Masturbation, stigma, and gender
By: Finula Greene
My first couple years of practising self-love were soaked in orgasmic bliss. Touching myself felt so right, and it never occurred to me that later in life someone might vilify this practice in my mind.
Image: Cris Trung
I started masturbating around the age of 11 or 12. At the time, I did not know what I was doing, or that it had a name – I was just chasing the euphoric high that I later discovered was an orgasm.
My relationship with masturbation changed radically once I transitioned into a high school environment. I started to realise that all around me, girls my age seemed to think that masturbation was degrading and disgusting – but only if you were a woman.
As they bragged about how they had never masturbated, and never would, I started to become disgusted with myself. How was it that all of these other girls could remain the perfect ideal of a girl and control their urges, and I could not?
Years later, I realised that this most likely was not the case, and that the toxic gender roles often perpetuated in high school environments led my classmates to feel the need to present themselves to the world as ‘good girls’.
As I grew older and kept ashamedly and secretly masturbating, I grew bitter and started to loathe my sexual urges.
I watched the boys my age talk freely and easily about masturbation and pornography – as was expected of them by society’s ‘boys will be boys’ narrative. I was excluded due to what I possessed between my legs, and I grew tired of the narrative that had been laid out for me.
My constant attempts – and failures – to portray my femaleness in a way that could be digested by the gendered systems in place led me to develop gender dysphoria. Eventually, as I came to understand the flaws in perceiving gender in binary terms, I was able to let go of this dysphoria as I created a version of femininity that suited me. But at the time, as I looked around and saw what a girl was supposed to be, I didn’t see those ideas reflected in myself.
The status quo did not have room for my identity. I was a failed embodiment of authentic femininity.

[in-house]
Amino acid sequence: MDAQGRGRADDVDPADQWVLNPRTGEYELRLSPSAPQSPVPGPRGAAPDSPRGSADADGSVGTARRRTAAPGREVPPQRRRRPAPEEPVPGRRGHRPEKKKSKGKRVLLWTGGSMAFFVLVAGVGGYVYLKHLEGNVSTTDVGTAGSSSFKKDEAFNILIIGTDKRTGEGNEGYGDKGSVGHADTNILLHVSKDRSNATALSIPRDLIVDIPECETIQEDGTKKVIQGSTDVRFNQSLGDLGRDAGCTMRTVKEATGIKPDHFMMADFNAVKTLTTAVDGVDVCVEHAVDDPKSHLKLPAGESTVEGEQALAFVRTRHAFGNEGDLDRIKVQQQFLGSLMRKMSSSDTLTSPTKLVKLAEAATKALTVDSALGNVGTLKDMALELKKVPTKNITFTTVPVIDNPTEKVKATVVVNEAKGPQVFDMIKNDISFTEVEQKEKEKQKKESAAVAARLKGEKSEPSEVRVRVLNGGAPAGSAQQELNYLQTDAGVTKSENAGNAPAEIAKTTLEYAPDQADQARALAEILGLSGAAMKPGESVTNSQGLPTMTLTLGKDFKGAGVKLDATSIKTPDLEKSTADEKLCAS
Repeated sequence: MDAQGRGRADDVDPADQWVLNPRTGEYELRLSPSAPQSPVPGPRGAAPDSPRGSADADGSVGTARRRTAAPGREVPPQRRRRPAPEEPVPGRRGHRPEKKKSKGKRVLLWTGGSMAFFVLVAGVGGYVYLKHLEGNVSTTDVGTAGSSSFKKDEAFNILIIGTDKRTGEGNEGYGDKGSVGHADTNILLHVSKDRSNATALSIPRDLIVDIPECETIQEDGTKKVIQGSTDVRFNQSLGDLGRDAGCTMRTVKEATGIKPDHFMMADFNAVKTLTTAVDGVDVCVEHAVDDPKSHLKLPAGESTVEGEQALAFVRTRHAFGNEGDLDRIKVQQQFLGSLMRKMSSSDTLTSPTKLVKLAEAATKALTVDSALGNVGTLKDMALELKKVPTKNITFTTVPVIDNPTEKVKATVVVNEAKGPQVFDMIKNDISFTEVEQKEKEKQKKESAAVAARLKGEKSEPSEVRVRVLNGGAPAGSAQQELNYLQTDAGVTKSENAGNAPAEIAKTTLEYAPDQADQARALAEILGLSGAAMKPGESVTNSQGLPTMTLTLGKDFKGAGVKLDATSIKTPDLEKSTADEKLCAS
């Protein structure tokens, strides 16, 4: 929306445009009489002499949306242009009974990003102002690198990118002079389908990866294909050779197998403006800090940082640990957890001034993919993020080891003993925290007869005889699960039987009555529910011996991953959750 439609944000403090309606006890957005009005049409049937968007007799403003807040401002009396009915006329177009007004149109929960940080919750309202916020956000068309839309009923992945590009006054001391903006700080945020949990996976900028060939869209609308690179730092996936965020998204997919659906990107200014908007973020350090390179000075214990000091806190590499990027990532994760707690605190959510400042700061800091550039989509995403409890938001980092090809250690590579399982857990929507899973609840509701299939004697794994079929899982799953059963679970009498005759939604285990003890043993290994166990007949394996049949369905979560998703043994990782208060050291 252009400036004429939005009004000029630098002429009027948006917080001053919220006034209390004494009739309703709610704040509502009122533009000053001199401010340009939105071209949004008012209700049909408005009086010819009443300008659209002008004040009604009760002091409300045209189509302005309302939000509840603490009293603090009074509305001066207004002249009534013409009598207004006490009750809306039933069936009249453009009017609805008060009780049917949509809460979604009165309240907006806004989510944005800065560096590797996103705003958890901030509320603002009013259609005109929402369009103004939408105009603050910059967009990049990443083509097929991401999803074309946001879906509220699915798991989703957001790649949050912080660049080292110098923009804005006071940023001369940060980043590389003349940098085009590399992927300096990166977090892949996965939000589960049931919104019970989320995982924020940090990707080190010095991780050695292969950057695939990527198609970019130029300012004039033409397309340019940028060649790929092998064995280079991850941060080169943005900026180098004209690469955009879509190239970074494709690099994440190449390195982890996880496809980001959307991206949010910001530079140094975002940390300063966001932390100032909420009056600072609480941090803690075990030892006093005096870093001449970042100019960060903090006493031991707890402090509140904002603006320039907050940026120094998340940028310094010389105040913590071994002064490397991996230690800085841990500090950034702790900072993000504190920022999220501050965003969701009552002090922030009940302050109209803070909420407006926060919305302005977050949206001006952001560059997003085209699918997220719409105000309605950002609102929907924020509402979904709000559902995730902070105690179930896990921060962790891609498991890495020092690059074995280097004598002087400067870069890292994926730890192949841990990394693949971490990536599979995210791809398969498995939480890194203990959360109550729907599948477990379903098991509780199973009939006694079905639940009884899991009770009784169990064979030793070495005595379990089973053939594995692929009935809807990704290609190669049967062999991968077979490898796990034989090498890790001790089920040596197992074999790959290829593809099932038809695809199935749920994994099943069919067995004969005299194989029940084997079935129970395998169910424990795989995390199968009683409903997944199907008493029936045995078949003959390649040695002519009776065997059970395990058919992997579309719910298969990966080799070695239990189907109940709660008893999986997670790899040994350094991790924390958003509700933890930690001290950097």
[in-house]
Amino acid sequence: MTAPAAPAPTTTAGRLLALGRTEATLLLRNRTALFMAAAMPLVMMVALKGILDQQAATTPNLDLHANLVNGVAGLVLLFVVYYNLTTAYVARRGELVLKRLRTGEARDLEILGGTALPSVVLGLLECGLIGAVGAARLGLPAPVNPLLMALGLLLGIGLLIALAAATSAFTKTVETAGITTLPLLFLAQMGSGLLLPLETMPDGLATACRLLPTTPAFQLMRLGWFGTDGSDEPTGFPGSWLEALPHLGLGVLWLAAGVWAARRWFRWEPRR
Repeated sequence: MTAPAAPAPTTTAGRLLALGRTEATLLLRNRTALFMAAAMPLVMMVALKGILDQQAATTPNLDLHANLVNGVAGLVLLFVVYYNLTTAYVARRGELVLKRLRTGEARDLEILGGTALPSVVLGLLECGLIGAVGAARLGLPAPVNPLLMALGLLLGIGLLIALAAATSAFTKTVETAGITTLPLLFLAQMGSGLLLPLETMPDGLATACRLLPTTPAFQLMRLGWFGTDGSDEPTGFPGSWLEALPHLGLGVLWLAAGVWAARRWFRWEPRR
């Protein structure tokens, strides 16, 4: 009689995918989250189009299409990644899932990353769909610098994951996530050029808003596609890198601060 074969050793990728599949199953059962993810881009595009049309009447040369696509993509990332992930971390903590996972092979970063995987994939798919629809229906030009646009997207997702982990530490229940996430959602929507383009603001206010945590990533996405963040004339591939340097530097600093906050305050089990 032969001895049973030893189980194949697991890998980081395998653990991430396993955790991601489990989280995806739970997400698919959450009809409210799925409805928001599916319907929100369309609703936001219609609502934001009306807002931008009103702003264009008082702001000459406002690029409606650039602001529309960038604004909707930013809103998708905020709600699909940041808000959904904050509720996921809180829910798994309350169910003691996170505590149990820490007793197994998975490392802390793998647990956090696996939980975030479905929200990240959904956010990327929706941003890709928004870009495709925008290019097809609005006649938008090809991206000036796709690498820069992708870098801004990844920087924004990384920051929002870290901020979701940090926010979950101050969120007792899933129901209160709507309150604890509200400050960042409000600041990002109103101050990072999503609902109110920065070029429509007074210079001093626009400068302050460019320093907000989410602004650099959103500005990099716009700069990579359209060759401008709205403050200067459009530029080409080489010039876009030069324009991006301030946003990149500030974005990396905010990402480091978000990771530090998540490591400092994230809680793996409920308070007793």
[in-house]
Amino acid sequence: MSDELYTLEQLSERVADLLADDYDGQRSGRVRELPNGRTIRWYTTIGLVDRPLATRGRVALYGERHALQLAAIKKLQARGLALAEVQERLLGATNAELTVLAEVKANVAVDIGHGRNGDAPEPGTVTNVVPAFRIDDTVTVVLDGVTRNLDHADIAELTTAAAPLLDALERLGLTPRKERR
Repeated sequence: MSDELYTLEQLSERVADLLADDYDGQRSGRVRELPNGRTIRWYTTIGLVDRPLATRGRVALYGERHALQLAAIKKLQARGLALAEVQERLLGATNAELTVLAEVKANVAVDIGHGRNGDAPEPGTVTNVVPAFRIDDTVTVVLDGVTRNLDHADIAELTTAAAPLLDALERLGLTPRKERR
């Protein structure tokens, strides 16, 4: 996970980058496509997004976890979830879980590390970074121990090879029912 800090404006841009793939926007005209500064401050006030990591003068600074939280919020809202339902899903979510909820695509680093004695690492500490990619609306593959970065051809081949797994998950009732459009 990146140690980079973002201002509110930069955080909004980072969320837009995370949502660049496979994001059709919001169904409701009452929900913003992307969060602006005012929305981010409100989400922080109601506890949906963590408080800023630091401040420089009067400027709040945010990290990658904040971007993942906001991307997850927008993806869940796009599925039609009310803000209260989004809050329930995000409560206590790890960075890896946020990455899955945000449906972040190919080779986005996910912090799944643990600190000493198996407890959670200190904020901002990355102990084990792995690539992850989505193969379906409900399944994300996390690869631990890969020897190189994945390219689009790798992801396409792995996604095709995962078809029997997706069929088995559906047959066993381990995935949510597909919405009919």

I started to reject my own femininity, wanting so badly to talk openly about masturbation and pornography. I wanted to talk about different sexualities, to stop talking so much about what boys thought about us and what to do to make ourselves appeal to them.
So I started to fight back – I shaved my head in grade twelve, started to dress the way I wanted to, and stopped being concerned about what men thought of me. As a result, people constantly assumed I was gay, at a time when I hadn’t really put much thought into my sexual identity.
After years of internal turmoil around my sexual and gender identity, I started university and was at long last educated about gender binaries. This opened my eyes in a way that I never thought possible.
I started to realise that the reason I had never felt like an authentic woman was because authentic femininity is so binary.
As I grew to love myself and my sexuality, I discovered that this vilification of female sexuality was rooted in the narrative of compulsive heterosexuality that taught me that a ‘good woman’ should only receive sexual pleasure when it is given to her by a man.
Coming to understand my queerness, and rejecting this outdated regurgitation of the feminine ideal, I realised that my feelings of failure came from never actually having the desire or the capacity to partake in the performance of authentic femininity.
While I continue to grow and liberate myself from our society’s toxic gendered systems, I try to bring up masturbation with my female friends as much as possible. What I tend to find is that there is still hesitation and anxiety around this topic for many women.
For me, the only way to break apart these barriers that have been put around female sexuality is to talk about it, and to keep talking about it until you no longer feel shame and anxiety.
These stigmas are what taught me to hate my femininity for such a long time, and these are the stigmas that I had to break in order to learn to love myself and understand my identity in such depth.
Masturbation has been at the root of my journey in understanding my gender and sexuality. Now, something that once made me hate myself is one of the most important rituals in expressing my sexuality and sexual desires – as well as the thing that puts me the most in touch with myself.
Finula Greene is a 23 year old bisexual woman, and despite using ‘she/her’ pronouns does not conform or identify in terms of the gender binary. Finula is third year double major in English Literature and Gender and Sexuality Studies at Deakin, and writes a mix of non-fiction and creative, in both genres striving to break down the barriers built up around queerness, female identity and female sexuality. Finula’s professional goals are getting published more and one day working in editing and publishing other people’s works that she is passionate about.